AB101. Body composition among patients with soft tissue sarcoma—association with clinicopathologic characteristics, complications and oncologic outcome: a systematic review
Session 7: General Session II

AB101. Body composition among patients with soft tissue sarcoma—association with clinicopathologic characteristics, complications and oncologic outcome: a systematic review

Melissa Barnes1, Tom Vincent McIntyre1, Jessie Andrea Elliott1,2, Tara Marie Connelly1, Una Hayden1, Naomi Hickey1, Amy Gillis1, Paul Ridgway1

1Department of Surgery, Tallaght University Hospital, Tallaght, Dublin, Ireland; 2School of Medical, Trinity College Dublin, Dublin, Ireland


Background: This aim of this study was to critically evaluate the current evidence-based literature regarding body composition among patients with soft tissue sarcoma (STS) as it relates to clinical and pathologic outcomes and treatment-associated morbidity

Methods: A literature search of the PubMed database using the keywords “sarcoma”, “sarcopenia”, “body composition”, “muscle mass”, “body mass index”, “frailty”, “obesity” and “visceral obesity” was performed. Nineteen studies including 5,490 patients were included, classified as level 3b or 4 evidence. Significant variability was present with regards to study design and method of body composition measurement, including body mass index (13 studies), computed tomography imaging (3 studies), positron emission tomography-computed tomography (PET-CT) muscle avidity (1 study), modified frailty index (1 study) and anthropometry (1 study).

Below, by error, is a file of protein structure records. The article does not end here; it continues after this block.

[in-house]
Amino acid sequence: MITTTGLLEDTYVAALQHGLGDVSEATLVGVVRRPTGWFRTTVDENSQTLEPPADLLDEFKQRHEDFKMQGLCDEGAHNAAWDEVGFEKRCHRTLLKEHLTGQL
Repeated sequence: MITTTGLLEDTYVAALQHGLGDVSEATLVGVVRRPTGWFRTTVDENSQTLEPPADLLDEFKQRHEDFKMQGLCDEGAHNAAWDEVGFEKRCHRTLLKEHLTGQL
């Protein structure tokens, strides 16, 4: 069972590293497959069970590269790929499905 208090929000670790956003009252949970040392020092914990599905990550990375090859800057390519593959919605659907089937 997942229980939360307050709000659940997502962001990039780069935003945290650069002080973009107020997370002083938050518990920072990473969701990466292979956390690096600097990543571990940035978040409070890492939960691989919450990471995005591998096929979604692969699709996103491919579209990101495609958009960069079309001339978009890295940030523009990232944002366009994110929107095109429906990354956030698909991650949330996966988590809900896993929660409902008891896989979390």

Results: Four studies found that obesity was not a predictor of overall survival, while one study demonstrated increased recurrence among patients with increased subcutaneous fat. Eleven of thirteen studies found obesity to be associated with complications following surgical treatment of soft tissue sarcoma. Lower psoas muscle attenuation was associated with increased risk of tumour recurrence. Increasing frailty scores were associated with increased risk of postoperative morbidity and reduced overall survival.

Conclusions: There is a poor evidence base investigating the relationship between body composition and clinicopathologic characteristics, treatment-associated morbidity and oncologic outcomes for patients with STS. Heterogeneity in measurement and reporting of body composition represents a significant challenge. Further studies utilising standardised definitions and comprehensive metabolic assessment are required to delineate the impact of obesity and sarcopenia among patients with STS.

Keywords: Body composition; sarcoma; sarcopaenia


doi: 10.21037/map.2020.AB101
Cite this abstract as: Barnes M, McIntyre TV, Elliott JA, Connelly TM, Hayden U, Hickey N, Gillis A, Ridgway P. AB101. Body composition among patients with soft tissue sarcoma—association with clinicopathologic characteristics, complications and oncologic outcome: a systematic review. Mesentery Peritoneum 2020;4:AB101.